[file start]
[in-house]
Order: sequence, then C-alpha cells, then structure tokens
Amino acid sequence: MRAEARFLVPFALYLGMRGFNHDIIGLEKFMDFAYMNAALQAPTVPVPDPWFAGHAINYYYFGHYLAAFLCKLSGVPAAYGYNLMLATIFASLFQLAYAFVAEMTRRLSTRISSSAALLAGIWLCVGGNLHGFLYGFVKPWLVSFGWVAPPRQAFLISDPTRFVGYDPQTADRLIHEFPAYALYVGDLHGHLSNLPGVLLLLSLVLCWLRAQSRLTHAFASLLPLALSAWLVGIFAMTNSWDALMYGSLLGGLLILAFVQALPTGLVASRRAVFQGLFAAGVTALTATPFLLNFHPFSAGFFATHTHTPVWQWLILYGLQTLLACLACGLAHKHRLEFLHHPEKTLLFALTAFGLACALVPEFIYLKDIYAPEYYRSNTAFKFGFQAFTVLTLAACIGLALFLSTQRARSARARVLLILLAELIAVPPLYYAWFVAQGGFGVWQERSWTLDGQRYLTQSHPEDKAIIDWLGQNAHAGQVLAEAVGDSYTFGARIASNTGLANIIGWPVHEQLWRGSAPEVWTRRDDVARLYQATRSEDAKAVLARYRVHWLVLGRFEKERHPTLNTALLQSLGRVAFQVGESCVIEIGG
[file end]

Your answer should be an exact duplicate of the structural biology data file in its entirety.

[in-house]
Order: sequence, then C-alpha cells, then structure tokens
Amino acid sequence: MRAEARFLVPFALYLGMRGFNHDIIGLEKFMDFAYMNAALQAPTVPVPDPWFAGHAINYYYFGHYLAAFLCKLSGVPAAYGYNLMLATIFASLFQLAYAFVAEMTRRLSTRISSSAALLAGIWLCVGGNLHGFLYGFVKPWLVSFGWVAPPRQAFLISDPTRFVGYDPQTADRLIHEFPAYALYVGDLHGHLSNLPGVLLLLSLVLCWLRAQSRLTHAFASLLPLALSAWLVGIFAMTNSWDALMYGSLLGGLLILAFVQALPTGLVASRRAVFQGLFAAGVTALTATPFLLNFHPFSAGFFATHTHTPVWQWLILYGLQTLLACLACGLAHKHRLEFLHHPEKTLLFALTAFGLACALVPEFIYLKDIYAPEYYRSNTAFKFGFQAFTVLTLAACIGLALFLSTQRARSARARVLLILLAELIAVPPLYYAWFVAQGGFGVWQERSWTLDGQRYLTQSHPEDKAIIDWLGQNAHAGQVLAEAVGDSYTFGARIASNTGLANIIGWPVHEQLWRGSAPEVWTRRDDVARLYQATRSEDAKAVLARYRVHWLVLGRFEKERHPTLNTALLQSLGRVAFQVGESCVIEIGG